After the marquee finally changed last Tuesday, an alcohol-induced paper trail has had CHS wondering out loud whether SIFF has already secured its bid for a 10-year lease on The Egyptian. The deal would have the city’s most prominent film curator sticking around Capitol Hill long after the festival proper lights up the theater’s lonely screen once again for three weeks starting May 15. While we may have to bear with the great unknown for a bit, in the meantime a bit farther up the road, 12th Ave’s Northwest Film Forum continues to defend the neighborhood against total cinematic meltdown with programming that consistently qualifies the Hill as an all-seasons site for the independent film circuit. Friday, the first, and possibly the first-annual, Pulsos Latinos series kicks off tonight exemplifies the Forum’s contribution.
Scheduled amidst a number of thematic film series’ the Forum has added to its calendar in recent years, the eight-day Pulsos Latinos will showcase work said to represent a “nueva ola” — or new wave — of Latino cinema swelling up as it were from a milieu the guest curator and programmer for the series, veteran film critic and Cinema Scope writer Jay Kuehner, says has moved from the “margins” to being “almost a forefront” of global cinema in recent years.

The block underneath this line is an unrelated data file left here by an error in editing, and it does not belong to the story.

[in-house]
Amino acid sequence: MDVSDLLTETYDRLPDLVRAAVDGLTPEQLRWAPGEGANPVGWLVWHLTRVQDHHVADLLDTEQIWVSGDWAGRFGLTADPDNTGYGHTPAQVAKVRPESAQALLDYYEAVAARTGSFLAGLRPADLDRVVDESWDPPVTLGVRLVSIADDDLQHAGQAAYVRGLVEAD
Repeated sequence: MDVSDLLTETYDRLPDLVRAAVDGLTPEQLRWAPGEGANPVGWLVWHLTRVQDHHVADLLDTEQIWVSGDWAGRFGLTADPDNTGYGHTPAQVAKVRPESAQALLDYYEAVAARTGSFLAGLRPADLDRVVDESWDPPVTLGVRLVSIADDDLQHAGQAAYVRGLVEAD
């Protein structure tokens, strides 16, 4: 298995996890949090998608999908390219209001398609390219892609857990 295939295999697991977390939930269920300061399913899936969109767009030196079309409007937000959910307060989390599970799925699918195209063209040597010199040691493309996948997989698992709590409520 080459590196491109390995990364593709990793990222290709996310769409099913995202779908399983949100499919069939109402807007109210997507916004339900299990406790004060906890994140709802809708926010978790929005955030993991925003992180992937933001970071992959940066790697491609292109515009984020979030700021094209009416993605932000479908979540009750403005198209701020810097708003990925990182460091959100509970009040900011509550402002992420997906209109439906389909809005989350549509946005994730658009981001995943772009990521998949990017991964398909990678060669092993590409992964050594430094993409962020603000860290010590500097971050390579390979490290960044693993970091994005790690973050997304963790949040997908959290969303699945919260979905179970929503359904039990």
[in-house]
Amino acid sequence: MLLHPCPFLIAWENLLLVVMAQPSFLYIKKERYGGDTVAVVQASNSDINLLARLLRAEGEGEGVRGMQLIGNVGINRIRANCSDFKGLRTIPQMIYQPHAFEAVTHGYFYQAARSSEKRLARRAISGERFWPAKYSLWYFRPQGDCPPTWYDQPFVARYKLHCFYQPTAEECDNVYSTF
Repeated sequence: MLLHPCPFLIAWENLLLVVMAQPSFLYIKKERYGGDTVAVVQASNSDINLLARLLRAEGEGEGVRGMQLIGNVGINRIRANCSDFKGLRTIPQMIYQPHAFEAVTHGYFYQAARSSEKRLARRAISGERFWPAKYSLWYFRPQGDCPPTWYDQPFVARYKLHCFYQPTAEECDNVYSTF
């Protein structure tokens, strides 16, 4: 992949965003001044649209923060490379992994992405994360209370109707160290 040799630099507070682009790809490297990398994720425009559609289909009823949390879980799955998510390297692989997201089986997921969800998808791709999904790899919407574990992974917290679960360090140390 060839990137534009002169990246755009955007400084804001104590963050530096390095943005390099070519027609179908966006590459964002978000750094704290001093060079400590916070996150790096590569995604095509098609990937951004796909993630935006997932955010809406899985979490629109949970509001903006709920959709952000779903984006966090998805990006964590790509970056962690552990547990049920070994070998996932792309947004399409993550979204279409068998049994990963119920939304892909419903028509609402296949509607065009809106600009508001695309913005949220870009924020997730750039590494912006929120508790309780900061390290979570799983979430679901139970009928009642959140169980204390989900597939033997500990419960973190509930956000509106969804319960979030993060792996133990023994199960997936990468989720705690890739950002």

“Latino cinema is setting a precedent for the industry in terms of creativity, in terms of production and also in terms of getting films off the ground in difficult financial times,” Kuehner said. “We want to acknowledge this moment of ascendance,” he said, explaining the drive of Pulsos Latinos. “That’s the impetus behind this.” Continue reading